Your customer sees one digital experience — so it better be seamless

By Chris Dowling

A few years back I was admiring a friend’s new paddleboard — and the deal he got on it — and he sent me to I went to the site and discovered The Clymb, a provider of outdoor goods, apparel and adventure travel and basically an awesome place to get cool gear at a discount. After registering to become a member, I began to receive their marketing emails. After a few months I still hadn’t found the board I was interested in, and this was typically the point where I would have unsubscribed from their email list. But for some reason I didn’t. I have since received over 1,000 emails from them, and have only ended up making a handful of purchases — tee shirts, hats, and most importantly an Arbor Fish Skateboard (at 50% off). So what is it that keeps me opening their emails and clicking through to their site on a regular basis?

It finally occurred to me one day. Sure, their value proposition was aligned with my interests. But they nailed something more powerful and effective: a seamless digital customer experience. I click through their emails from my desktop or from my mobile device, and I access their ecommerce experience from the Web and their native app. I have referred their site and shared their products via social and email. While their brand is consistent across all these channels, including their various social sites, it’s the seamless look, feel and navigation of their email, onsite (both pre- and post-registration) and app experiences that I find most impressive. It could not have happened by accident.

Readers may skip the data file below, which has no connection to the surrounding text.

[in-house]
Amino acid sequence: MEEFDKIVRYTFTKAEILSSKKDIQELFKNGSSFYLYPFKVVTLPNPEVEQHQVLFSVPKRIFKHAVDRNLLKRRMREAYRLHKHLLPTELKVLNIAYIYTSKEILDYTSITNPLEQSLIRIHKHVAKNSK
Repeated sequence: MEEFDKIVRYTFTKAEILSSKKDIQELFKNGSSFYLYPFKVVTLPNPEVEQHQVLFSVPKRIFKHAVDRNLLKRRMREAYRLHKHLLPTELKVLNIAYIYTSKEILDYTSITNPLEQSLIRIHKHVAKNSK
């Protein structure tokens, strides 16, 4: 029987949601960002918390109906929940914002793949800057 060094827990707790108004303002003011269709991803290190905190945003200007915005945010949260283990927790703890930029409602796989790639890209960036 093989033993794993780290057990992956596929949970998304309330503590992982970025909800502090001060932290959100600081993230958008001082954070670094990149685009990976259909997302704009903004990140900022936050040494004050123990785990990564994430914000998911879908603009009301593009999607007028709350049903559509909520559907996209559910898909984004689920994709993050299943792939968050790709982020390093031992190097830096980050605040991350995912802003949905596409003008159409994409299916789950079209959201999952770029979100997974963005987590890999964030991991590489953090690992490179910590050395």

As a start-up, you must differentiate your brand and product with a superior customer experience. While your primary product may be offered on a single channel or platform, such as a web-based or mobile app, your product experience doesn't start and end there. It starts the moment your customer sees your first ad, arrives on your homepage, and begins interacting with your brand. So even if you optimize the user experience for your primary channel, your prospects and customers are going to engage with your brand and product across multiple digital channels — and to them, it’s all one experience.